No musician embodies the depth and breadth of New Orleans music more than Mac Rebennack, better known as Dr. John. As a teenager in the 1950s, he played sessions with the city’s R&B giants. In the ’60s he brought the Crescent City sound to Hollywood, playing on countless sessions as part of the famed Wrecking Crew studio band. He also launched his solo career with Gris-Gris, an iconic album that fused roots music and psychedelia and introduced the Night Tripper, Rebennack’s voodoo-steeped alter ego.
Believe it or not, the Goo Goo Dolls are celebrating their 26th year together. Their latest release, Magnetic, is their tenth album. But bassist Robby Takac isn’t looking back. “I guess the tenth album is a landmark of sorts,” he says, speaking mid-tour from Kansas City. ”But as a band, the things we think about are, ‘How can we keep this thing rolling forward? And how can we make it good?’ Our thinking is more about that than any celebration of the past.”
Many of the musicians who play Yamaha drums chose them because one of their idols played them. But George Schwindt, drummer for the Celtic-punk band Flogging Molly, has a much more unique story that hits closer to home.
You’d be hard-pressed to find a modern R&B artist who doesn’t love the vintage sounds of the ’60s and ’70s. That love can take many forms: Some artists clone the classics in painstaking detail. Others water down the sound. But John Legend is one of the few who taps classic R&B’s emotional depths, while reinventing it for modern listeners.
There are many shades to Anders Osborne’s blues.

Three Free Amigos, the first disc released by the Swedish-born singer-guitarist, is a sunny set of laid-back roots rock. It’s quite a contrast from last year’s Black Eye Galaxy, which rages with the ferocity of a Category 5 hurricane.
Since the ’70s, David Sancious has been the keyboardist of choice for some of the world’s greatest recording artists.

He made his name as a member of Bruce Springsteen’s original E Street band, providing the virtuosic piano flurries that lent so much color and drama to the Boss’s early sound. That would have been enough to enshrine any player in the sideman’s hall of fame. But Sancious went on to perform with such musical giants as Aretha Franklin, Eric Clapton, Santana, and Jeff Beck. And for decades he’s been an on-and-off member of both Sting’s and Peter Gabriel’s bands.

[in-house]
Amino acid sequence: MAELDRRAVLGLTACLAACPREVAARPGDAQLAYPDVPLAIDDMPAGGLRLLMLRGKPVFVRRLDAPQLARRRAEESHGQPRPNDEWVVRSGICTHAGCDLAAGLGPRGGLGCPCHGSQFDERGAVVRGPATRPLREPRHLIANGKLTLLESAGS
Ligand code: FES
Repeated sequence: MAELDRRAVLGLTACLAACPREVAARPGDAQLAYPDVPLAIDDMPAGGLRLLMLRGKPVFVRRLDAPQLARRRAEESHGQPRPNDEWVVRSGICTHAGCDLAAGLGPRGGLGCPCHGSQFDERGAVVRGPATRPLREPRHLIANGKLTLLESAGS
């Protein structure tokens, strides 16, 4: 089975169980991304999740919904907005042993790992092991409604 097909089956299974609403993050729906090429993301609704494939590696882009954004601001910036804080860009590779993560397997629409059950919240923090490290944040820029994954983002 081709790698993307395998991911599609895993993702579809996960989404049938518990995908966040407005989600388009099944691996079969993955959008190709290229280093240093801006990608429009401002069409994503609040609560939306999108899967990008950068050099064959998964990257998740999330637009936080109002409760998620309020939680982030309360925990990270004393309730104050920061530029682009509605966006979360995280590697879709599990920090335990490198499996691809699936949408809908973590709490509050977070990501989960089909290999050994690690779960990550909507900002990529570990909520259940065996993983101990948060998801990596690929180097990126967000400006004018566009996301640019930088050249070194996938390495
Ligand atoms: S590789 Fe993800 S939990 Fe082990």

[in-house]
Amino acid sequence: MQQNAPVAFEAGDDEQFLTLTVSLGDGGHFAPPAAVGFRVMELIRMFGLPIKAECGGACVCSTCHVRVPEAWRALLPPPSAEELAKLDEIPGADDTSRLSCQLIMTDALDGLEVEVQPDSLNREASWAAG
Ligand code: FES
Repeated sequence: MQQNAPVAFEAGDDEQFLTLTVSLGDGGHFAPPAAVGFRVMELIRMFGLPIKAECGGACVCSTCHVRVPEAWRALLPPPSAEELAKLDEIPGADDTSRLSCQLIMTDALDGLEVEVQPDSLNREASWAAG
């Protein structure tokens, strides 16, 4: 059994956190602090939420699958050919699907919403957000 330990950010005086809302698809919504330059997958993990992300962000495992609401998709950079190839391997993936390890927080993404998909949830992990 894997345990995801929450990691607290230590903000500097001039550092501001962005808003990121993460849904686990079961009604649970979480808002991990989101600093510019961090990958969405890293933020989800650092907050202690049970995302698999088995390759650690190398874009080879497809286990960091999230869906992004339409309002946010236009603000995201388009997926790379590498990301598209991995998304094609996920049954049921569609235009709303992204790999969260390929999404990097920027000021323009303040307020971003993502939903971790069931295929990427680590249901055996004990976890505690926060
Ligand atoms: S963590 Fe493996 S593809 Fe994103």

In 1945, a teenager from Roxbury, Massachusetts, moved to New York City and helped revolutionize the sound of jazz. Then he did it again. And again. And again. And drummer Roy Haynes is still going strong at age 88.
How do you go from being a talented, but underappreciated new age, instrumentalist to a YouTube phenomenon whose videos have been viewed more than a quarter of a billion times?
Brett Tuggle has one of the most enviable sideman gigs in showbiz. As Fleetwood Mac’s touring keyboardist since 1997, his workday involves bringing some of rock’s best-loved songs to audiences around the world.

“When Christine McVie retired, everybody wondered if it would be the same,” Brett says. “Well, it’s really never going to be the same without her, but there are still a lot of chapters left in the book of Fleetwood Mac. Almost all the gigs are sold out, and at this point it transcends generations. The audience includes everyone from kids in their early 20s all the way up to people in their 70s!”